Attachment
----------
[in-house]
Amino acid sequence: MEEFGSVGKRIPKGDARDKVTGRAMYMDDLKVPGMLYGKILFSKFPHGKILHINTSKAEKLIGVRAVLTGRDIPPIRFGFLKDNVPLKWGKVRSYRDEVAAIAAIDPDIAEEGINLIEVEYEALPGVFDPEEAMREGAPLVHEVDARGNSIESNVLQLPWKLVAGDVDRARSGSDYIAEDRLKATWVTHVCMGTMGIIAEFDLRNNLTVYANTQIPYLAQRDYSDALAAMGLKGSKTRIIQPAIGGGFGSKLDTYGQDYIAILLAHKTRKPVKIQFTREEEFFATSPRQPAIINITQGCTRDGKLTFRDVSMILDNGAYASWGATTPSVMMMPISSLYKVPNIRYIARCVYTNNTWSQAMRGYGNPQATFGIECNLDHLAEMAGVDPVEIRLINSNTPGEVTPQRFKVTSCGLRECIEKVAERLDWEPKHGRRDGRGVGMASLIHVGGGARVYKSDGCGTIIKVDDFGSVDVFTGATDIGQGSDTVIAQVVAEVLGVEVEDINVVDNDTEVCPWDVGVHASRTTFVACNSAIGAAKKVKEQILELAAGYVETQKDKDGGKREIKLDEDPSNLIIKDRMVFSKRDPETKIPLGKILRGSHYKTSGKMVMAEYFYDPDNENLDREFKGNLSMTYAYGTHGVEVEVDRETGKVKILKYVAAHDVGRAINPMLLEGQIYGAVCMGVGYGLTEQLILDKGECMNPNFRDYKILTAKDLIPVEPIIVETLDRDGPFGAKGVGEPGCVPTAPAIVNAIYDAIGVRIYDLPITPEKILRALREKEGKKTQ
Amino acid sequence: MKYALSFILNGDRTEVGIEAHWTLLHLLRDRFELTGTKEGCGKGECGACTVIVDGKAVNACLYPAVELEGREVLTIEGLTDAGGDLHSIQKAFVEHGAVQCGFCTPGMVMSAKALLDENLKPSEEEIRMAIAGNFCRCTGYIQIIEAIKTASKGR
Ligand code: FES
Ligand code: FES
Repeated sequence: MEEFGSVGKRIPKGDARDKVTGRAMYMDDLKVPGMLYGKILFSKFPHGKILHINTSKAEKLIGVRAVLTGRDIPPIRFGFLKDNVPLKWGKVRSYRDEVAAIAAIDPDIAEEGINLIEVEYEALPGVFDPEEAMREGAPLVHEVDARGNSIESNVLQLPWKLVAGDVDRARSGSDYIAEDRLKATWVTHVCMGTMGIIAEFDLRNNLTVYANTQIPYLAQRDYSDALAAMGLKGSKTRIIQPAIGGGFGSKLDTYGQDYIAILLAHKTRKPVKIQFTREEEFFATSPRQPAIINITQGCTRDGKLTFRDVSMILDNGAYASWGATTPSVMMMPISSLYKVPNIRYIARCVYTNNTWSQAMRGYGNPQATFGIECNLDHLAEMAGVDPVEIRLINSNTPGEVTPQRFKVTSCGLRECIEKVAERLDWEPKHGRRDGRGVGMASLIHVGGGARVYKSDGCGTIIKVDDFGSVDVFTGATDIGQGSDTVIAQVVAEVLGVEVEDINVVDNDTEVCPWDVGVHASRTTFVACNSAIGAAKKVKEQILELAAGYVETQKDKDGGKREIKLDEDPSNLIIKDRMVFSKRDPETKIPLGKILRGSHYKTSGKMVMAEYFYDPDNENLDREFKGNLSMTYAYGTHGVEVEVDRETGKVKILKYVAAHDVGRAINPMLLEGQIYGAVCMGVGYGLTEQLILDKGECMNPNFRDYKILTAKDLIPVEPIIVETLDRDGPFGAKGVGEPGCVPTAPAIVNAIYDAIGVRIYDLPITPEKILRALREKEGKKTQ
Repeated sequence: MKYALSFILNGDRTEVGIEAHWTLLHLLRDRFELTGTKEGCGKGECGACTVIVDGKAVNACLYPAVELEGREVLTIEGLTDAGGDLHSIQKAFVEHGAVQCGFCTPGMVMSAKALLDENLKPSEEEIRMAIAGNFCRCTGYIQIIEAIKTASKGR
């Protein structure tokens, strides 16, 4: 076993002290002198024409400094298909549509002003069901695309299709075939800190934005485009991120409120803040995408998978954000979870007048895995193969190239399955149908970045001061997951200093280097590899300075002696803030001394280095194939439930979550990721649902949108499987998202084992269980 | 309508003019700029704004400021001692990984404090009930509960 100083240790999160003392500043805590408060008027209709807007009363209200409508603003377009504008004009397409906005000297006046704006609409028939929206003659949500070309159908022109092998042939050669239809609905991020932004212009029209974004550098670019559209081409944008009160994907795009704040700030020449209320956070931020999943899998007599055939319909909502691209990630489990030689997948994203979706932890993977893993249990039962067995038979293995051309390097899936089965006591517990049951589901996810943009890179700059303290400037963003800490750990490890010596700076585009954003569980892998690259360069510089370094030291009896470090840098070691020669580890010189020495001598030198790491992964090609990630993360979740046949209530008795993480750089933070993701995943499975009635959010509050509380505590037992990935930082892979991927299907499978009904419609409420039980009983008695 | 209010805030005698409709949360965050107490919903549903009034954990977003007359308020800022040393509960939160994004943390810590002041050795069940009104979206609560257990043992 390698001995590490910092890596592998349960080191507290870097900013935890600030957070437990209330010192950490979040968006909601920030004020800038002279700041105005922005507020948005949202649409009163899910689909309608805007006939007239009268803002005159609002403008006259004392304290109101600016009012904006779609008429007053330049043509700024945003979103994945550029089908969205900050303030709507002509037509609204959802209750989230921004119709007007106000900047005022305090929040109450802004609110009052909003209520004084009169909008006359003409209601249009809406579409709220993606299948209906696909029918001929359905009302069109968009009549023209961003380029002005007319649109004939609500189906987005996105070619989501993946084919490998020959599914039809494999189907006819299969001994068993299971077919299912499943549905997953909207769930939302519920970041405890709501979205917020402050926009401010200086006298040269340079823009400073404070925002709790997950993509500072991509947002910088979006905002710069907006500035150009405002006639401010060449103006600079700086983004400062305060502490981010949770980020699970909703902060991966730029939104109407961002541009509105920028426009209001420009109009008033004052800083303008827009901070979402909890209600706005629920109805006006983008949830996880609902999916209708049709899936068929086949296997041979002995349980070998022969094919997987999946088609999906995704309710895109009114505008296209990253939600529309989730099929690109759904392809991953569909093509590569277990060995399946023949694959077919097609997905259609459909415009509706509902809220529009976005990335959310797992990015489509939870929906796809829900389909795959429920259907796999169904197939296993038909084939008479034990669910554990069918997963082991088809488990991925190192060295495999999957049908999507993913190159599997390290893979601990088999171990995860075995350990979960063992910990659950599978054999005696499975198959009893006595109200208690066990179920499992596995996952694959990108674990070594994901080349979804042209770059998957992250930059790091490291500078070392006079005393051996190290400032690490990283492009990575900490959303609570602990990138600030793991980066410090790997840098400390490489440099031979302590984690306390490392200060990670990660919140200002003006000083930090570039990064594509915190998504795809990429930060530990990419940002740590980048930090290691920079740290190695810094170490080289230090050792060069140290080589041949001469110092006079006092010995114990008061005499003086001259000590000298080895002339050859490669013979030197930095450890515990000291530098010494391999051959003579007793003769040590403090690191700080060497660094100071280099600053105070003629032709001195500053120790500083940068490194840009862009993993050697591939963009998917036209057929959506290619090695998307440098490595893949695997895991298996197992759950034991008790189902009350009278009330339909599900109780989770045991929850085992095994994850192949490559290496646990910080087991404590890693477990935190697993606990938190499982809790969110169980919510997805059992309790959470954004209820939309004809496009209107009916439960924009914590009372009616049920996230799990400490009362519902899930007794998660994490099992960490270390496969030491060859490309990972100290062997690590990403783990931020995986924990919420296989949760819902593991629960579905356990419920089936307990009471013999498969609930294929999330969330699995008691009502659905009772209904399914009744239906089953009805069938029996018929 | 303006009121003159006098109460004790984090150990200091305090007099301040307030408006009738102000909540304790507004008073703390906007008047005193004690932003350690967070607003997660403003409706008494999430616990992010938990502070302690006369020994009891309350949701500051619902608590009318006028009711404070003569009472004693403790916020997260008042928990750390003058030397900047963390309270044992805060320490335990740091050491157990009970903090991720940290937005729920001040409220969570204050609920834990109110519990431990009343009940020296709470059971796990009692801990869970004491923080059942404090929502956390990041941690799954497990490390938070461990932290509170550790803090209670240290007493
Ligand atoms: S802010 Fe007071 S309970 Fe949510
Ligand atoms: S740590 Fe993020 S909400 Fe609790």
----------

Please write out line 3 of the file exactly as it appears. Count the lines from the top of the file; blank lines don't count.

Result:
Amino acid sequence: MKYALSFILNGDRTEVGIEAHWTLLHLLRDRFELTGTKEGCGKGECGACTVIVDGKAVNACLYPAVELEGREVLTIEGLTDAGGDLHSIQKAFVEHGAVQCGFCTPGMVMSAKALLDENLKPSEEEIRMAIAGNFCRCTGYIQIIEAIKTASKGR